Timeout is used to see if an existing lock file is older than the stale
    lock timeout.  If do_lock fails to get a lock, the modified time is checked
    and do_lock is attempted again.  If the stale_lock_timeout is set to low, a
    recursion load could exist so do_lock will only recurse 10 times (this is only
    a problem if the stale_lock_timeout is set too low -- on the order of one or two


After the $lock object is instantiated with new,
as outlined above, some methods may be used for
additional functionality.

    ---  unlock
    This method may be used to explicitly release a lock
    that is aquired.  In most cases, it is not necessary
    to call unlock directly since it will implicitly be
    called when the object leaves whatever scope it is in.
    ---  uncache
    This method is used to freshen up the contents of a
    file across NFS, ignoring what is contained in the
    NFS client cache.  It is always called from within
    the new constructor on the file that the lock is
    being attempted.  uncache may be used as either an
    object method or as a stand alone subroutine (named nfs_uncache()).
    ---  newpid
      $pid = fork;
      if ( $pid == -1) ) {
        # Fork Failed
      } else if ($pid != 0) {
        $lock->newpid; # Parent
      } else {
        $lock->newpid; # Child
    If fork() is called after a lock has been aquired,
    then when the lock object leaves scope in either
    the parent or child, it will be released.  This
    behavior may be inappropriate for your application.
    To delegate ownership of the lock from the parent
    to the child, both the parent and child process
    must call the newpid() method after a successful
    fork() call.  This will prevent the parent from
    releasing the lock when unlock is called or when
    the lock object leaves scope.  This is also
    useful to allow the parent to fail on subsequent
    lock attempts if the child lock is still aquired.


On failure, a class variable, "errstr", should be set and should
contain the cause for the failure to get a lock.  Useful primarily for debugging.


By default File::NFSLock will use a lock file extenstion of
".NFSLock".  This may be changed by passing in a custom array
key 'lock_extension', using the array object instantiation
syntax, to suit other purposes (such as compatibility in mail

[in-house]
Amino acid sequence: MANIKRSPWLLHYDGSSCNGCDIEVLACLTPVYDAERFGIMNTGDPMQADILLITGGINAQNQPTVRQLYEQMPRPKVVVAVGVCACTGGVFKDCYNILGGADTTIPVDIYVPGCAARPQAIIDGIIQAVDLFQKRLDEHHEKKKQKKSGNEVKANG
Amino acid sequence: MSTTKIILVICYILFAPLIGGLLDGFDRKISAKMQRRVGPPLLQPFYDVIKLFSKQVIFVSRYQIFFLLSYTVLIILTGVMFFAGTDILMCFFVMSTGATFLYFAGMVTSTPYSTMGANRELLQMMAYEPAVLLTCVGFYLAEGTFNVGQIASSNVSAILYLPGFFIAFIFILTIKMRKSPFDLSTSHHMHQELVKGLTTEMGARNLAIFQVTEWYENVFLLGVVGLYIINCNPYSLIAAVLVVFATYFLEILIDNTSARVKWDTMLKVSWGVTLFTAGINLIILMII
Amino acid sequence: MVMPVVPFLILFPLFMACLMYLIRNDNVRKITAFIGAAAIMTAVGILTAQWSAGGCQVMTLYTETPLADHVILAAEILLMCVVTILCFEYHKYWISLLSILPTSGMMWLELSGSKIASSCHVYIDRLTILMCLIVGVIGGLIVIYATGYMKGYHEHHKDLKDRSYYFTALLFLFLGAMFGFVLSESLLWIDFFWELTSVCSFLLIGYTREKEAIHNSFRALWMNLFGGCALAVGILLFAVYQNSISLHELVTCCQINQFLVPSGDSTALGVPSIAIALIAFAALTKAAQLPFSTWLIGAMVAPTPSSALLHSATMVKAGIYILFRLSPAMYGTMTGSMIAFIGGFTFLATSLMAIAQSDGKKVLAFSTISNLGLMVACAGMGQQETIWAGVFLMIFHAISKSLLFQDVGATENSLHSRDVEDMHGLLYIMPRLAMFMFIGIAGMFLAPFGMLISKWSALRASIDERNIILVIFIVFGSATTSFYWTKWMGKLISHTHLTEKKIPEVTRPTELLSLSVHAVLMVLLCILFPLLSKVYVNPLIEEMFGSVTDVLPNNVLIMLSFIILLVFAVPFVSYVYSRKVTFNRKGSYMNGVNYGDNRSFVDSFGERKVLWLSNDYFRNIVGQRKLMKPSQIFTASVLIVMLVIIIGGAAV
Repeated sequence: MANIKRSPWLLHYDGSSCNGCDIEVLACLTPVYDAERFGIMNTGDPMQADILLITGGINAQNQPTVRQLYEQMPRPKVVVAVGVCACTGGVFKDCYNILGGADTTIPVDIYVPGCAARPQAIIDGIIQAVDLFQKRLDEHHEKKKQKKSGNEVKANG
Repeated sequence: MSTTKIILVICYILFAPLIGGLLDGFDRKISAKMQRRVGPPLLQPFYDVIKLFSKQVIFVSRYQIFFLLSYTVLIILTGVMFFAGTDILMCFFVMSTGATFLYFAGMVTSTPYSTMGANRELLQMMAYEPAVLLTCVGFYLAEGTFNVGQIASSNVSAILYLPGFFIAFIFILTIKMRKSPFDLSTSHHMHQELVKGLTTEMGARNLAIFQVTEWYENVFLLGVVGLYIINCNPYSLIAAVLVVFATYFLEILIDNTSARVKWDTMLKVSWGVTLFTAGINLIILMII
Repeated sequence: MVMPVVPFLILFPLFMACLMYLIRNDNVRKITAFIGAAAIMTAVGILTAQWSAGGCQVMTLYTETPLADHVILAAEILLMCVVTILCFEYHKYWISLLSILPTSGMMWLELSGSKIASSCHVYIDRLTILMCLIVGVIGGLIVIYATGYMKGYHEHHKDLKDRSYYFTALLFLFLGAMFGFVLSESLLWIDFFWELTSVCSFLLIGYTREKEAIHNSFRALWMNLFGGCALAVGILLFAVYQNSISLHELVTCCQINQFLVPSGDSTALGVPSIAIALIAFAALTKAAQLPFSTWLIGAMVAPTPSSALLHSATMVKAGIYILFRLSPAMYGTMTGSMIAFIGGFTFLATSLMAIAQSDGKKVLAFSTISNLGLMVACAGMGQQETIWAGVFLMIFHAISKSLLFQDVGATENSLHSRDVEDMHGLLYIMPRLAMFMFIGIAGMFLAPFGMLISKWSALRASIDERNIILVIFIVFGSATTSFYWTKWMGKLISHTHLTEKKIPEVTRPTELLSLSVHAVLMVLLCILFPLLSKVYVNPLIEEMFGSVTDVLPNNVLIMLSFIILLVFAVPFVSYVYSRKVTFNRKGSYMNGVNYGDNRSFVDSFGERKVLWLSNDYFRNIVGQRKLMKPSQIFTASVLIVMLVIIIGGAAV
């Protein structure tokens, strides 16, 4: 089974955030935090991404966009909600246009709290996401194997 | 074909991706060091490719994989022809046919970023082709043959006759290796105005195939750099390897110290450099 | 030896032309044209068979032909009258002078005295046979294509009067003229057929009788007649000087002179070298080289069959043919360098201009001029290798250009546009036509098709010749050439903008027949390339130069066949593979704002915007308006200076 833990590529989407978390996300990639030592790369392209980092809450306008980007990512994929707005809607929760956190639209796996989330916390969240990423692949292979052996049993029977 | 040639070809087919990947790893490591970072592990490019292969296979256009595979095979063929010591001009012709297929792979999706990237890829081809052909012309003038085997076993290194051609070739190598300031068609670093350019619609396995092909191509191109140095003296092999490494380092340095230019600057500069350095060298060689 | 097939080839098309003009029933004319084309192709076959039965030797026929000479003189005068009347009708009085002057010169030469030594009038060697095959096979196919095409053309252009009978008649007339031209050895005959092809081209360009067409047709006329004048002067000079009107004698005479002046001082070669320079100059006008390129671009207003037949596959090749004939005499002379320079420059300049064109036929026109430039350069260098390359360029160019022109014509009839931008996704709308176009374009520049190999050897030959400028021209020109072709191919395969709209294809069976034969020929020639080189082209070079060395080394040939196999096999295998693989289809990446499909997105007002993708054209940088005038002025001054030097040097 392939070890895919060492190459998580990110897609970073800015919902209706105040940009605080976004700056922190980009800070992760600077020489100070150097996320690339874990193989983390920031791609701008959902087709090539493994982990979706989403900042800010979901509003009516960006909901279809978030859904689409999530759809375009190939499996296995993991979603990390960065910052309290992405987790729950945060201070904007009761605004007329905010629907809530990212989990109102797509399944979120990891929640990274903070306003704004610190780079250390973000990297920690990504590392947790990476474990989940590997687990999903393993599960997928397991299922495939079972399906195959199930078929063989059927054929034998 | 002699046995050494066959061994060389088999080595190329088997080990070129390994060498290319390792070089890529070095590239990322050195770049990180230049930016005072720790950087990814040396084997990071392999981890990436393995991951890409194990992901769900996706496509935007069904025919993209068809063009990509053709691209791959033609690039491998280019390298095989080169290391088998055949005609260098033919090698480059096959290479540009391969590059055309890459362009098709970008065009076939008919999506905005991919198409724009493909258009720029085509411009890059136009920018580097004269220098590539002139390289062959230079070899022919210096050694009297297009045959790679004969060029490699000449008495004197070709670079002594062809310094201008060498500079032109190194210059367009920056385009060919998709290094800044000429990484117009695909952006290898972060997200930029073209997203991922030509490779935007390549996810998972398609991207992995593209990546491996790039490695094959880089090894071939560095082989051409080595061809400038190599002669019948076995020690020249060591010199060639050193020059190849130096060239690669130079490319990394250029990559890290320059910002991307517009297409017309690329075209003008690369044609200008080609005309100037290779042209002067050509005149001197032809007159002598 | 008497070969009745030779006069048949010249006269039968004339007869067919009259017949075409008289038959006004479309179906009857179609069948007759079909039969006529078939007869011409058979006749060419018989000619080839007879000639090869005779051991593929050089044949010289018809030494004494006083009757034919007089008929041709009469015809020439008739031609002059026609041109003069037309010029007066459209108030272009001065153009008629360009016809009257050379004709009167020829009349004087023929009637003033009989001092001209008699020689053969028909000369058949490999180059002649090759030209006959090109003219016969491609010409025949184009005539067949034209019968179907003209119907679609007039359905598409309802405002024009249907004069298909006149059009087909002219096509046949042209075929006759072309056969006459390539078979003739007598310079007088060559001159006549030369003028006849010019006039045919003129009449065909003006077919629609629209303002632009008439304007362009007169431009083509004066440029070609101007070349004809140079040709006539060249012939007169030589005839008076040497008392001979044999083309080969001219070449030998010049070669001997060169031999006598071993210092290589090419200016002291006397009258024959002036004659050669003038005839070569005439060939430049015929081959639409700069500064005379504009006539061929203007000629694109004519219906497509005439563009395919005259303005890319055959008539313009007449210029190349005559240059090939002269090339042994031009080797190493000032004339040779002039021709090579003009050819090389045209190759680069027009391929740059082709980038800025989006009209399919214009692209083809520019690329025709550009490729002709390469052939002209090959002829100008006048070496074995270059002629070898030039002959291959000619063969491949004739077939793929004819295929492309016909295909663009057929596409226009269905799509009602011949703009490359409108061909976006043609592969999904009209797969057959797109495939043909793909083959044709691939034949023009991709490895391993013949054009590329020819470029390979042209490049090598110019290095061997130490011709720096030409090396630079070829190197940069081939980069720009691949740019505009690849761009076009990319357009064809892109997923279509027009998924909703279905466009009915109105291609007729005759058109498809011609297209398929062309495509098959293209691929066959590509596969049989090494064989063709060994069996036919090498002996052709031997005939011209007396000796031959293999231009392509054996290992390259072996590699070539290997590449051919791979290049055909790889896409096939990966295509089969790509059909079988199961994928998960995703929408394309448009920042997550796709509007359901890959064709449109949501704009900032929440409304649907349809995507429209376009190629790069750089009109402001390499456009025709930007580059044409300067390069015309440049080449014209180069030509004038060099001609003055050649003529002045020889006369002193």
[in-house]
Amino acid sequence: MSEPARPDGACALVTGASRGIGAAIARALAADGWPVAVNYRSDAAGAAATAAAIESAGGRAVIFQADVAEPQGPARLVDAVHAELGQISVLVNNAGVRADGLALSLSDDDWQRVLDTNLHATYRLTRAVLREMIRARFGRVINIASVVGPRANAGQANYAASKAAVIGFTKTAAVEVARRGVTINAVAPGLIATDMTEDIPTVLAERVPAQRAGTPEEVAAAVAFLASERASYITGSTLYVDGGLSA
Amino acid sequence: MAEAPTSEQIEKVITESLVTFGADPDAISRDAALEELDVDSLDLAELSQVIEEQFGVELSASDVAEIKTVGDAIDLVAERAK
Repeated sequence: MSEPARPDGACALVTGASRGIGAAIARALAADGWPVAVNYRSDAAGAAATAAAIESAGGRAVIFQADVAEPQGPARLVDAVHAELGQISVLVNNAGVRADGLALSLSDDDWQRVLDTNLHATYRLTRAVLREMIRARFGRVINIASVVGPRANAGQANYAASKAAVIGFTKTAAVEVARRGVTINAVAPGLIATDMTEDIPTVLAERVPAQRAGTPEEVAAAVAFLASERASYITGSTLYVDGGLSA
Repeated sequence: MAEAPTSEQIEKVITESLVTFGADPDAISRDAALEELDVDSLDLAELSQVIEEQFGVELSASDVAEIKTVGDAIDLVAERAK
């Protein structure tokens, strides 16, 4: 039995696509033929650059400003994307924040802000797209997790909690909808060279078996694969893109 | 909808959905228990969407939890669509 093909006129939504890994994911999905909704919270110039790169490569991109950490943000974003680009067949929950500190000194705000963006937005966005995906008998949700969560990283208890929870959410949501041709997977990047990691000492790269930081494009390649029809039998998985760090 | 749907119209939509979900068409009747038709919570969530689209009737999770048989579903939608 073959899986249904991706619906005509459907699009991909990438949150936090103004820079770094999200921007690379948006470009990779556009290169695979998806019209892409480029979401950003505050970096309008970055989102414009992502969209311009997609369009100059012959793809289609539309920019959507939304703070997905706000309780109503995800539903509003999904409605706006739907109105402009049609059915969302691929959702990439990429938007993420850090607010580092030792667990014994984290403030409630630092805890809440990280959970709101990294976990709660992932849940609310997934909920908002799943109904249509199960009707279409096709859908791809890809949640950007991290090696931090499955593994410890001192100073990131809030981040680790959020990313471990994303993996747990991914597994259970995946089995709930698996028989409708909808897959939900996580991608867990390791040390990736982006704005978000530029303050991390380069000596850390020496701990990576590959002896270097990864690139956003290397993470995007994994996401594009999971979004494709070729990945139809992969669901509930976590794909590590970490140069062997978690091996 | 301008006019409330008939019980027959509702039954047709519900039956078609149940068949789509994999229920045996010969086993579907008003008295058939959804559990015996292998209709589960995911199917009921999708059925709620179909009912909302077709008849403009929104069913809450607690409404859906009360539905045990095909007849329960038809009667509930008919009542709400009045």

---   BUGS

Notify if you spot anything.

    ---  FIFO
    Locks are not necessarily obtained on a first come first serve basis.
    Not only does this not seem fair to new processes trying to obtain a lock,
    but it may cause a process starvation condition on heavily locked files.
    Locks cannot be obtained on directory nodes, nor can a directory node be
    uncached with the uncache routine because hard links do not work with
    directory nodes.  Some other algorithm might be used to uncache a
    directory, but I am unaware of the best way to do it.  The biggest use I
    can see would be to avoid NFS cache of directory modified and last accessed


Uhm, for now, just put File_NFSLock.class.php somewhere that you can require() 
it, and have fun!


Dave Buchanan ( - Ported to PHP from Perl

Paul T Seamons ( - Performed majority of the Perl
programming with copious amounts of input from Rob Brown.

Rob B Brown ( - In addition to helping in the
programming, Rob Brown provided most of the core testing to make sure
implementation worked properly.  He is now the current maintainer.

Also Mark Overmeer ( - Author of Mail::Box::Locker,
from which some key concepts for File::NFSLock were taken.

Also Kevin Johnson ( - Author of Mail::Folder::Maildir,
from which Mark Overmeer based Mail::Box::Locker.


  Copyright (C) 2010
  Dave Buchanan

  Copyright (C) 2001
  Paul T Seamons

  Copyright (C) 2002-2003,
  Rob B Brown

  This package may be distributed under the terms of either the
  GNU General Public License
    or the
  Perl Artistic License

  All rights reserved.